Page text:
The camper has been gutted and rebuilt from the ground up. Once mounted to the chassis I installed 1" blue foam insulation on the walls. re-wired and cut new wall panels to replace the old worn out ones. I built a tube strengthening frame that mounts through the floor and walls of the camper to make it more suitable for off-road travel. it helped tremendously. I built new cabinets out of veneer plywood with purple heart accents around the doors and drawers. The drawers are mounted on heavy duty ball bearing sliders. The countertop is marine plywood and hosts the sink and 2 burner stove. Two power outlets are located next to the counter. one a usb outlet. the other a cigarette lighter outlet to plug in the 12V cooler. The camper comes with a 12V Coleman cooler. All the sink plumbing was replaced along with a new hand pump. The fresh water tank holds 5 gallons. there is no grey or black water tanks. I modified the seating area to hold a swing up platform that is used as the lower bed. it's easy to flip up and turn down the legs when ready for bed. I re-upholstered all the cushions with Sunbrella marine fabric. I installed zippers in each cushion so that cleaning is easier. I also made a privacy curtain for the front and back. pantry curtain and covers to hide the strengthening frame. The second sleeping platform is a bunk bed style cot that unfolds if you have a guest (or child). it is really easy to setup and can hold a medium sized adult comfortably. I also have a second cot that goes with the camper (both are a very rare option in Chinooks). I rebuilt the shelves in the back to be a little more beefier. The floor has been covered in waterproof engineered rubber floor (looks like wood). I replaced all four of the interior lights with LED fixtures. The heater is a radiant style that came with the camper. the thermostat doesn't work (or I cant figure it out). basically the heater is either off or on HIGH. I only used it a couple times. I would recommend replacing it with something safer. There is an auxiliary battery that powers the cooler. lights and power outlets. I wired in a relay between the truck battery and camper battery which allows the alternator to charge both batteries when the truck is on but won't kill the truck battery if camper battery runs down too low. The electrical components are fused at a BluSea fuse box. There is a removable table. The vinyl sides of the popup are in fair condition. they do not leak and work fine but the zippers on the window flaps don't work and the screens are shot. The bungee cords that hold the vinyl walls in while the roof is being closed need to be replaced (easy project). the straps that keep the roof closed should be replaced (hopefully with a simpler setup).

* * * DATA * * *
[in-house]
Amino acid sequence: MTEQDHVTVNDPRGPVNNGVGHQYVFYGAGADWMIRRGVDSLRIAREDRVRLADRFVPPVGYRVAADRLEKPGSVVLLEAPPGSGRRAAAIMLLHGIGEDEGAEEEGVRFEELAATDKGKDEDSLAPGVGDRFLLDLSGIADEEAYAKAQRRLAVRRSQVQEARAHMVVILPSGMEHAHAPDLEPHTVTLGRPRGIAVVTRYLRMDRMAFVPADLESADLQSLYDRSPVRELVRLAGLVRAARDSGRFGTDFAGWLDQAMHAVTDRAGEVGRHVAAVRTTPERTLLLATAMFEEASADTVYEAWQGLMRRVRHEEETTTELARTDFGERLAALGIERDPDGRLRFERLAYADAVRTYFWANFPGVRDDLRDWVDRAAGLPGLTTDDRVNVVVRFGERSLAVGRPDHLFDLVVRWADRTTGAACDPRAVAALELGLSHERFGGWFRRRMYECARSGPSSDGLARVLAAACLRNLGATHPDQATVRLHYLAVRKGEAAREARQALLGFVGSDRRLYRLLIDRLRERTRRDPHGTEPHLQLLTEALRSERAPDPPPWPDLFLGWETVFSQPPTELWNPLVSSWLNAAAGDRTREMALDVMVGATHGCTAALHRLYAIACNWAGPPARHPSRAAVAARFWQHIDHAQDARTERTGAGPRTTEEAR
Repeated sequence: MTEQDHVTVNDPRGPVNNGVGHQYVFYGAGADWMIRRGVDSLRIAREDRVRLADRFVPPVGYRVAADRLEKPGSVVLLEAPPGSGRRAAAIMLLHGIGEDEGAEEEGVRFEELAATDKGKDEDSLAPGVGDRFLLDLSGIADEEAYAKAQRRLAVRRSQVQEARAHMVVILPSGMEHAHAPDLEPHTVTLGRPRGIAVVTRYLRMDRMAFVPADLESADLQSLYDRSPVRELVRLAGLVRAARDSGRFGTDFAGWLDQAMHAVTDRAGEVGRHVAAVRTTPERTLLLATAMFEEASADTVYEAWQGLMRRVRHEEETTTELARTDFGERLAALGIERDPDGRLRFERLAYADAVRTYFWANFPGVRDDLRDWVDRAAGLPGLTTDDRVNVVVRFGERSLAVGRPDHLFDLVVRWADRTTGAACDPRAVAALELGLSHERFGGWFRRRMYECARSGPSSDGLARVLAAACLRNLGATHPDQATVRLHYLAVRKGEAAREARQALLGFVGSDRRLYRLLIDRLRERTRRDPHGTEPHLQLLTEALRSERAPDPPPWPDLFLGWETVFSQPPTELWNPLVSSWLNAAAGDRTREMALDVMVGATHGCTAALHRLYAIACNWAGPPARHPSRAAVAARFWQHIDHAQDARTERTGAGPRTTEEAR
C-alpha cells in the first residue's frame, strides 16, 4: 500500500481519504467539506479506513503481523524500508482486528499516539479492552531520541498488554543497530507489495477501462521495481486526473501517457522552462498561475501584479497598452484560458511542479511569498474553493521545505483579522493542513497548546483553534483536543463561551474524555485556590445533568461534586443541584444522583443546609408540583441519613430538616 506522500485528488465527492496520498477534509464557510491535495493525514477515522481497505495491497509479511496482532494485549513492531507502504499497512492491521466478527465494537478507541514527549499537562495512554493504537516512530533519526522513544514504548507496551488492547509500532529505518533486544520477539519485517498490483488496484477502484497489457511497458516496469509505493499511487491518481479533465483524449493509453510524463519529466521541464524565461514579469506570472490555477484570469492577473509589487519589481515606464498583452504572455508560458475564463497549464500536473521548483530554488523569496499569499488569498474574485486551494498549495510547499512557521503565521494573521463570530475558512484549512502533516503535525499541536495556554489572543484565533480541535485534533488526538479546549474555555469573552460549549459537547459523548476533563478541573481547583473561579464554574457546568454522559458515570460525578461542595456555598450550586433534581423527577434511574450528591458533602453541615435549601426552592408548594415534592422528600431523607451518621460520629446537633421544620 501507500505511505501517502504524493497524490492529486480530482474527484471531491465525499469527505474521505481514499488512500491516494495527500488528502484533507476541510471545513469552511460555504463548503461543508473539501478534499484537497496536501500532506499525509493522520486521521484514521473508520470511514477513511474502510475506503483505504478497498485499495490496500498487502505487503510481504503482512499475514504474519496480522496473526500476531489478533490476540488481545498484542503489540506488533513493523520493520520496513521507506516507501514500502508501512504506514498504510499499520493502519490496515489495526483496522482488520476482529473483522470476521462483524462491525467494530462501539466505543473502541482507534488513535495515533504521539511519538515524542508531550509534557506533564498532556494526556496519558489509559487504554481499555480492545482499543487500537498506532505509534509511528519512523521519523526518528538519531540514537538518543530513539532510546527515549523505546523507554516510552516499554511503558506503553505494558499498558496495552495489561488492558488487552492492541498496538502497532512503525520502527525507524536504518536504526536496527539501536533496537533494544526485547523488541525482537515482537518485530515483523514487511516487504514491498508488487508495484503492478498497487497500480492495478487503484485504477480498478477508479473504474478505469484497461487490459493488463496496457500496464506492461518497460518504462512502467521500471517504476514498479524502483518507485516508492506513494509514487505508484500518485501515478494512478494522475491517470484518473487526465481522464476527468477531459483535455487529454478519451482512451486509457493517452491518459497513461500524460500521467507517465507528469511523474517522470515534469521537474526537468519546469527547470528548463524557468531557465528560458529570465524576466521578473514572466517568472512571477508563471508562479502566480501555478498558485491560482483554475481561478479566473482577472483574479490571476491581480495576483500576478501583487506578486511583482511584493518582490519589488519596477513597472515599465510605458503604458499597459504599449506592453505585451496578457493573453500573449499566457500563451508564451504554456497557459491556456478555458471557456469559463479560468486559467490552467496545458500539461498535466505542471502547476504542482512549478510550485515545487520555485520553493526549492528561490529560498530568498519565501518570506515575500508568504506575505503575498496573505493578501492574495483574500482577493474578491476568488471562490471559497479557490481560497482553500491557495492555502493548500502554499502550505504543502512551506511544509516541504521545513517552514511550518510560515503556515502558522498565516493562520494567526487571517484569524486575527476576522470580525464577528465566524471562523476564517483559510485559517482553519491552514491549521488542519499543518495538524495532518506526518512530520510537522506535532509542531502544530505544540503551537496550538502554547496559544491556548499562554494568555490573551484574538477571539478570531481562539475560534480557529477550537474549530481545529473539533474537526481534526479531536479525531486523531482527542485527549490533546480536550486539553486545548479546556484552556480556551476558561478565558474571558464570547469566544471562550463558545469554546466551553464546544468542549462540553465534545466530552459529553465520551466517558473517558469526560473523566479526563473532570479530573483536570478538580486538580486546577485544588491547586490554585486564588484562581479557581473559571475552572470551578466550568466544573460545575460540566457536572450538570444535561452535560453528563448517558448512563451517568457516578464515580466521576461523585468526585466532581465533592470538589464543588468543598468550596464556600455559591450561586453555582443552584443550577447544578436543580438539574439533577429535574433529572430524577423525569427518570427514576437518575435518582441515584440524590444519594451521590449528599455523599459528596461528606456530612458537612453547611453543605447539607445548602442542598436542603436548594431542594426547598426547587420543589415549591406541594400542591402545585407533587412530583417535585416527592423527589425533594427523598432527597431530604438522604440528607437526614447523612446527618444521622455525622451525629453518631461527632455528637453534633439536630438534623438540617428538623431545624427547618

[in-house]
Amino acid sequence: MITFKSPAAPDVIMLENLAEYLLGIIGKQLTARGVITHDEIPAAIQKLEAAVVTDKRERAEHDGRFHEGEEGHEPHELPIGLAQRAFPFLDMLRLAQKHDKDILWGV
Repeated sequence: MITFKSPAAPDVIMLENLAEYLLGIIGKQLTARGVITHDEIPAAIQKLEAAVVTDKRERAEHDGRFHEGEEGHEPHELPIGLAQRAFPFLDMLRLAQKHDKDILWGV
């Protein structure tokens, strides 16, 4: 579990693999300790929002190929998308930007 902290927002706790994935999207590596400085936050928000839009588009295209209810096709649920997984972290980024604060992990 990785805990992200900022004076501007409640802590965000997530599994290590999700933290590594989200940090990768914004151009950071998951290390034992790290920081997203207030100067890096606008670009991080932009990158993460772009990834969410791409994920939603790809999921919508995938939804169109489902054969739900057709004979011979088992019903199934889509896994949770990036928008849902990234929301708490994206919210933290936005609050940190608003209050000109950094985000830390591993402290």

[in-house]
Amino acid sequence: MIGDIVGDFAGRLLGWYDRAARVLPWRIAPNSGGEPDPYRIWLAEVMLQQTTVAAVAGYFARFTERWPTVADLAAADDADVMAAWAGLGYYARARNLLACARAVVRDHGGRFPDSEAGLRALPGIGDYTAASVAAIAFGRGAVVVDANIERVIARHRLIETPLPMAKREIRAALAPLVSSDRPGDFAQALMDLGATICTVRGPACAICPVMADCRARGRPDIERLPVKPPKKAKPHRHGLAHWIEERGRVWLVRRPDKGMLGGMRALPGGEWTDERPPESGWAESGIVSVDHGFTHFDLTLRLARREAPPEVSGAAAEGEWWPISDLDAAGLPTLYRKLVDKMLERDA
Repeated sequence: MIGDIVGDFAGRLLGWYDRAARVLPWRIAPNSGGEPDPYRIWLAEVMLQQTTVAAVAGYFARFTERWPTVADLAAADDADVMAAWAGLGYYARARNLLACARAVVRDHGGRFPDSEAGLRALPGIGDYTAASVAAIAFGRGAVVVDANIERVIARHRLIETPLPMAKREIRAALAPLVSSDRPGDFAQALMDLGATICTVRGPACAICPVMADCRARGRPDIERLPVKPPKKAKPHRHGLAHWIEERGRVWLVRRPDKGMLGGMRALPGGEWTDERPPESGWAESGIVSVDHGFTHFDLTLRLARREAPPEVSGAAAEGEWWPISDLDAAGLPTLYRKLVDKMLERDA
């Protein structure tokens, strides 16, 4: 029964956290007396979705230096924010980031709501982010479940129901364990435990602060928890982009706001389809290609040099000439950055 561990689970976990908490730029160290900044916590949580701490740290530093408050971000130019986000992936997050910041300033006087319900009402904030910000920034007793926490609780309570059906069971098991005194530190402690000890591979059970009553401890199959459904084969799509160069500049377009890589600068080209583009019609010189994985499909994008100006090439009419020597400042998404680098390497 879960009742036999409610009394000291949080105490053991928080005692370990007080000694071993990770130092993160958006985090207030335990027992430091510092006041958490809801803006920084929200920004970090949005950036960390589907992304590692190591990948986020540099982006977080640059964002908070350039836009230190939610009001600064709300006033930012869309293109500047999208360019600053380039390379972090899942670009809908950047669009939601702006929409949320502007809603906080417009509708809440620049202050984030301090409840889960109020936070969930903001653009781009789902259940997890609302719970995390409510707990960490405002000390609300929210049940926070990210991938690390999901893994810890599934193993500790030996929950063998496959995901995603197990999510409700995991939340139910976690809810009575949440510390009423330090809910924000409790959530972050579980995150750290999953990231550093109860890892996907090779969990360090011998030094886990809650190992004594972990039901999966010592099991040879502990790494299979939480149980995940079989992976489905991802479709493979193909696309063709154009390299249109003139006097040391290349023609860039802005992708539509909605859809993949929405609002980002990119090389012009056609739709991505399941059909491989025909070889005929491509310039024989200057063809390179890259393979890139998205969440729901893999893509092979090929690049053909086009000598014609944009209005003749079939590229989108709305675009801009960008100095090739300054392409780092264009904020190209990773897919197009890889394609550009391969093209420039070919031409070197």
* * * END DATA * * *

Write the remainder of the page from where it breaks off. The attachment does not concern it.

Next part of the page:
Overall impressions. suggestions. outlook. etc.
When I built this camper I had only a few things in mind: simplicity. reliability. nbsp;and capability. I wanted to stay true to a Toyota platform. the solid front end. leaf springs. manual shift transmission/transfer case. manual locking hubs created the perfect foundation for a simple. reliable and capable platform. The best gas mileage I've gotten is 19mpg. but normal is 15-16 which for a camper is pretty darn good. It's a little gutless going up the grades but on a normal flat highway it will do 60-65mph. Off-road it is a beast. I've done the "Fins and Things" jeep trail in Moab with it. traveled Montana backcountry without a hitch and spent numerous nights in the woods without a worry. I've traveled all over the west with this camper. from Montana through Yellowstone. down to Utah. I drove all the passes through the rocky mountains in Colorado and all the way out to Oregon. This summer I took it to British Columbia. A couple things I would consider upgrading would be the following: new leaf springs - the old ones are worn out and are not rated for the weight of the camper. nbsp;although they are fine and still capable it's just something I would change. a better fridge/cooler - the cooler works fine for overnights but for longer time off the grid a better arb or similar fridge/cooler would be better. solar setup- for those week long off-the-grid trips. bed setup- so if you are single or traveling mostly with your buddy or your son or just your dog the bed setup is perfect. but if your significant other wants to cuddle at night a more suitable setup should be figured out. By-the-way. there is two sets of extra seat belts in the back.